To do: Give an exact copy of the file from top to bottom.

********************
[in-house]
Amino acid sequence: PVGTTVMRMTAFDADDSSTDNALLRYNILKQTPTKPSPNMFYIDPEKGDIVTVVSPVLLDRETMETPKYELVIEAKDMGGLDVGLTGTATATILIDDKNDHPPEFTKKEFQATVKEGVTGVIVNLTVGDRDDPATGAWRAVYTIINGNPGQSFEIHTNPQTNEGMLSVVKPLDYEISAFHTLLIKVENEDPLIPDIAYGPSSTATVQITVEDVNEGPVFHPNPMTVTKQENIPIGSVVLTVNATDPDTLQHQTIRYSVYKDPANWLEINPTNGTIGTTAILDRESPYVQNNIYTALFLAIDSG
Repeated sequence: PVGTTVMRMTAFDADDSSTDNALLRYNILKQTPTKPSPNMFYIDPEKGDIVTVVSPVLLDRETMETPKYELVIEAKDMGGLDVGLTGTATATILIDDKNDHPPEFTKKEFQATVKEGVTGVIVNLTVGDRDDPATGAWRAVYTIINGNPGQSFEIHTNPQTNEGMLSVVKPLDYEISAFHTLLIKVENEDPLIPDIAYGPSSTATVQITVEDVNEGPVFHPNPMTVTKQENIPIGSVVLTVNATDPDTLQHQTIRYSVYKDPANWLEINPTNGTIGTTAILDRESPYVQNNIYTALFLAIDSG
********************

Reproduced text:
[in-house]
Amino acid sequence: PVGTTVMRMTAFDADDSSTDNALLRYNILKQTPTKPSPNMFYIDPEKGDIVTVVSPVLLDRETMETPKYELVIEAKDMGGLDVGLTGTATATILIDDKNDHPPEFTKKEFQATVKEGVTGVIVNLTVGDRDDPATGAWRAVYTIINGNPGQSFEIHTNPQTNEGMLSVVKPLDYEISAFHTLLIKVENEDPLIPDIAYGPSSTATVQITVEDVNEGPVFHPNPMTVTKQENIPIGSVVLTVNATDPDTLQHQTIRYSVYKDPANWLEINPTNGTIGTTAILDRESPYVQNNIYTALFLAIDSG
Repeated sequence: PVGTTVMRMTAFDADDSSTDNALLRYNILKQTPTKPSPNMFYIDPEKGDIVTVVSPVLLDRETMETPKYELVIEAKDMGGLDVGLTGTATATILIDDKNDHPPEFTKKEFQATVKEGVTGVIVNLTVGDRDDPATGAWRAVYTIINGNPGQSFEIHTNPQTNEGMLSVVKPLDYEISAFHTLLIKVENEDPLIPDIAYGPSSTATVQITVEDVNEGPVFHPNPMTVTKQENIPIGSVVLTVNATDPDTLQHQTIRYSVYKDPANWLEINPTNGTIGTTAILDRESPYVQNNIYTALFLAIDSG